Archive for Risk Management


Balancing Danger and Opportunity

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Many would agree that the pandemic times we are living through are unlike any that we have seen in the past. It has quickly forced companies to rethink how they engage with their clients and deliver their products and services. Many industries have seen revenues dramatically shrink and economic indicators predict gloomy days ahead. Collectively we have already decided that we will not be going back to the old ways of business. Too much has changed. 

For many, this is a time of crisis. When uncertainty accelerates and new risks emerge there is a tendency to hunker down to protect the organization.  This appears to be the case for many organizations. Risk management efforts are being invested in managing risks that threaten organizational value while little attention is being paid to managing risks that may impact growth opportunities.

Yoram (Jerry) Wind [1] reminds us that “In the Kanji characters used in both Chinese and Japanese, the word ‘crisis’ is written with two symbols, the first meaning ‘danger’ and the second ‘opportunity.’”

Losing sight of the dual nature of a crisis and paying too much attention to one side at the expense of the other may threaten the future viability of the company.  Balancing ‘danger’ and ‘opportunity’ will be easier for some companies than others. Two ingredients are needed for success; the right perspective and an effective risk management system.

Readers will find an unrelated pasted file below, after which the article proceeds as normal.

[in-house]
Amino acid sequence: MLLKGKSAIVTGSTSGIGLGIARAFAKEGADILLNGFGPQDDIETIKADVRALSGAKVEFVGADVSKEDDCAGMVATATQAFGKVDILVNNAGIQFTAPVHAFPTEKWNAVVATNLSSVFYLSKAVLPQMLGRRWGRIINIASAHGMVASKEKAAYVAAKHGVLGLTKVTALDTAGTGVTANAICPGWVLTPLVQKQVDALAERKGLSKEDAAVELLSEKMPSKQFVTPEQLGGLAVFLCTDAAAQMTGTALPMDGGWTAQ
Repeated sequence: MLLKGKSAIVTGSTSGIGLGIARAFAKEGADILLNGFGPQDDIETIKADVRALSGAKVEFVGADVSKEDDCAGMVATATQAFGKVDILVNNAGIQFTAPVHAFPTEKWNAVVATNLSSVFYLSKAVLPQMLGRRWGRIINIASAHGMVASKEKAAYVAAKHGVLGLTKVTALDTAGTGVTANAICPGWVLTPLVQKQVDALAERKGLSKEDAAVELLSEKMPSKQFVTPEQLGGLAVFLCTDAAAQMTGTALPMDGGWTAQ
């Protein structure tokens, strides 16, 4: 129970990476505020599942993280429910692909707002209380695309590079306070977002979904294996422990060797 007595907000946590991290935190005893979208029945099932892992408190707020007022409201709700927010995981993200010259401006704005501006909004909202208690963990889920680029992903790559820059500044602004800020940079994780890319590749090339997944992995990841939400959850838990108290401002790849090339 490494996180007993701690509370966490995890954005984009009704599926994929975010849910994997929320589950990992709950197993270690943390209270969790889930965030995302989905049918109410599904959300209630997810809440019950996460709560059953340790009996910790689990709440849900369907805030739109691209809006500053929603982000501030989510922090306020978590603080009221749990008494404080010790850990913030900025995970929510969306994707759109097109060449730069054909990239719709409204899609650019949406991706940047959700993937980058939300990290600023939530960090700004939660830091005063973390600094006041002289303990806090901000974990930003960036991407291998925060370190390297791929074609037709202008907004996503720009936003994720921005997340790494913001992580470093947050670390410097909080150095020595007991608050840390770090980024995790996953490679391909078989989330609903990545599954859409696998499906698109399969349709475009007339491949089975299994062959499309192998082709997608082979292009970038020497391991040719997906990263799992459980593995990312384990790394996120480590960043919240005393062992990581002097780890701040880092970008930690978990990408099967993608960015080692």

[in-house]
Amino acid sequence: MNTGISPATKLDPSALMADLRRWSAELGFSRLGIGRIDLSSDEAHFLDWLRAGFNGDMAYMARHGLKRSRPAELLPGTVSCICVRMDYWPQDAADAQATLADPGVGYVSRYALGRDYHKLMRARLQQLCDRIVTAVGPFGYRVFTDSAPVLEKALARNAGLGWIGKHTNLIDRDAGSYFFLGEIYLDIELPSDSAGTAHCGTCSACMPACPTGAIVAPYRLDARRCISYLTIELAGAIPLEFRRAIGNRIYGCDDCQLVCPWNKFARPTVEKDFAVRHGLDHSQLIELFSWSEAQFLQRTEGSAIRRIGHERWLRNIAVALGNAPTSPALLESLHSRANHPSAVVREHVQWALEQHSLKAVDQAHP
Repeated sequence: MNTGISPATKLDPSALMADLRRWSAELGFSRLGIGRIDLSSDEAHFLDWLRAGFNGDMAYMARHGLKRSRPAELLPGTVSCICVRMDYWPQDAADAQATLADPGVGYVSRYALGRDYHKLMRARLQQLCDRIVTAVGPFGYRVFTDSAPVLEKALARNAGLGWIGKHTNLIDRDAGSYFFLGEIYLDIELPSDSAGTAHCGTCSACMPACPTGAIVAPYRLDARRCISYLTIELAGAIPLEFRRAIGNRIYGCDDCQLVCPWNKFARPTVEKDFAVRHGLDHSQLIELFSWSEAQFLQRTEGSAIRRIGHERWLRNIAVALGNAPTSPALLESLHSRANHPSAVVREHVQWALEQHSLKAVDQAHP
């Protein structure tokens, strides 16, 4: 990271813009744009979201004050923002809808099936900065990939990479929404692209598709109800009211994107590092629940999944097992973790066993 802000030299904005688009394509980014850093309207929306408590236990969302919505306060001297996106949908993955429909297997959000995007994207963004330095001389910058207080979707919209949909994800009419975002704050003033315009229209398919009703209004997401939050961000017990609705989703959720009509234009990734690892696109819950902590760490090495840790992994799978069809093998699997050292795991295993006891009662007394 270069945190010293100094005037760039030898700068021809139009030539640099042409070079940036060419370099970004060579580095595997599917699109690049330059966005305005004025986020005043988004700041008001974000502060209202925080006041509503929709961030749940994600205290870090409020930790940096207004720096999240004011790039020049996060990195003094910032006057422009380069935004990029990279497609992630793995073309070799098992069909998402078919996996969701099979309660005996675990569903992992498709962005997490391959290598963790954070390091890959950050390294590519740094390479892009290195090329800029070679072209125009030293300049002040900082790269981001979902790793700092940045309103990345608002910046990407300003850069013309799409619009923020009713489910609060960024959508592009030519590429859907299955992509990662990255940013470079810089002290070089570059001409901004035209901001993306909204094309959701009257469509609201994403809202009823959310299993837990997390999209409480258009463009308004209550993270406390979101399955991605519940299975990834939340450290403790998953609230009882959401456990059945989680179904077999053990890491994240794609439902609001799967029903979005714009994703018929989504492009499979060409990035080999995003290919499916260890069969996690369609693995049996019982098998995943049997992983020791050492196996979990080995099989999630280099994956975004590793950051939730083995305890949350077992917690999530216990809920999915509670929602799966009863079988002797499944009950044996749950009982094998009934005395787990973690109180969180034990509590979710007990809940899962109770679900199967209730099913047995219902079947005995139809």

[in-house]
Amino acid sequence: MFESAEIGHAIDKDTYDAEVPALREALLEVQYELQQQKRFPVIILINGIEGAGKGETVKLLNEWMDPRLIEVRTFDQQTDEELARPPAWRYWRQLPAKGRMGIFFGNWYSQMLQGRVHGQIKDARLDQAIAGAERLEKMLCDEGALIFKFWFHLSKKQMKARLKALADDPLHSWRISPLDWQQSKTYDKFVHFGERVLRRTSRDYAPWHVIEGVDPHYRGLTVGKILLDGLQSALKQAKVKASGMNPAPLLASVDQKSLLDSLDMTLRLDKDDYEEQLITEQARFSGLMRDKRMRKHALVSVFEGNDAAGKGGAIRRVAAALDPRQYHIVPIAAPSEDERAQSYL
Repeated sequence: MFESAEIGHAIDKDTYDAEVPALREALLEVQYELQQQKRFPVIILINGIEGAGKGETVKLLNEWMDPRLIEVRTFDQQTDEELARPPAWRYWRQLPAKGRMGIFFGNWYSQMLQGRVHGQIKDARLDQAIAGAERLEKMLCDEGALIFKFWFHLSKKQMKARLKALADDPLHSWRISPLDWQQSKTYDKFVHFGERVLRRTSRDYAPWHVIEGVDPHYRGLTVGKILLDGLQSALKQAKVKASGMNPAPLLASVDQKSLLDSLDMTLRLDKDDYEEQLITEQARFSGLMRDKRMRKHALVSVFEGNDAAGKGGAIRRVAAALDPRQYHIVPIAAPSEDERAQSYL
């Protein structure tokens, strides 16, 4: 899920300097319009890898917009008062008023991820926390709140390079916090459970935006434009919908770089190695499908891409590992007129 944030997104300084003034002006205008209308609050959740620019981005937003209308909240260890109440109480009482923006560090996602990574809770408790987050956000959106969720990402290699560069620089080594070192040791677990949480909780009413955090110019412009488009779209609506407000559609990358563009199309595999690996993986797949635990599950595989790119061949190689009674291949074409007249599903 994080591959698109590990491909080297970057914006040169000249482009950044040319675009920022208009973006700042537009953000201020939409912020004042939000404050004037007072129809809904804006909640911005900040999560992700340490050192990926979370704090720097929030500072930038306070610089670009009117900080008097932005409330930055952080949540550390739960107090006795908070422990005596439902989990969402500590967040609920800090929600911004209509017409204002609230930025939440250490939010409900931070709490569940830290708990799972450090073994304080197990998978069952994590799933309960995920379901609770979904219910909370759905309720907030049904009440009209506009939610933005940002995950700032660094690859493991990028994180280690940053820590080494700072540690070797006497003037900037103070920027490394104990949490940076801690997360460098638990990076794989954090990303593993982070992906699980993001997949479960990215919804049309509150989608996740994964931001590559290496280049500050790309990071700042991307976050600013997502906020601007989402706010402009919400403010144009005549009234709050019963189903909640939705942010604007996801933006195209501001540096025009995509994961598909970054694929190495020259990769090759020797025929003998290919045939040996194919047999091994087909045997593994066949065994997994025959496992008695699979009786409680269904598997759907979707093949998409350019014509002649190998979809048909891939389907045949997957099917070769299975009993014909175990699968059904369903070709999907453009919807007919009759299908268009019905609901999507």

For those companies that have been able to respond to the pandemic disruption and for the most part carry on business as usual they will find themselves responding to new risks from a perspective of strength. Less time will be spent on managing risks that threaten organization value and energy will be available to assess risks that point to new opportunities.

In contrast, organizations that are struggling with business as usual, will likely be preoccupied in managing risks that threaten their existing value. As difficult as it may be, some energy needs to be left to focus on managing risks to growth objectives that will provide a new path to customers and revenue. This requires a shift in perspective; one that is willing to assess risks impacting current revenue objectives and explore possibilities for responding that will increase the value of the organization.

Bringing the right perspective to managing risks will have little impact if your system is flawed. Ideally, your risk management system is designed to manage risks that pose a ‘danger’ to objectives while also allowing a response to risks that present ‘opportunity’.

If your risk management approach does not invest time and effort in assessing risks that signal when growth objectives need to pivot it may be time to change up your risk approach.

After all, the ultimate purpose of a risk management system is to help you make better decisions and increase your chances of success.  Now more than ever risk management systems need to deliver.

If yours isn’t doing that, it may be time for a change.

Article Credits:

[1] Wind, Yoram (Jerry), “Ten Guidelines for Creating Opportunities in a Time of Crisis”, April 2020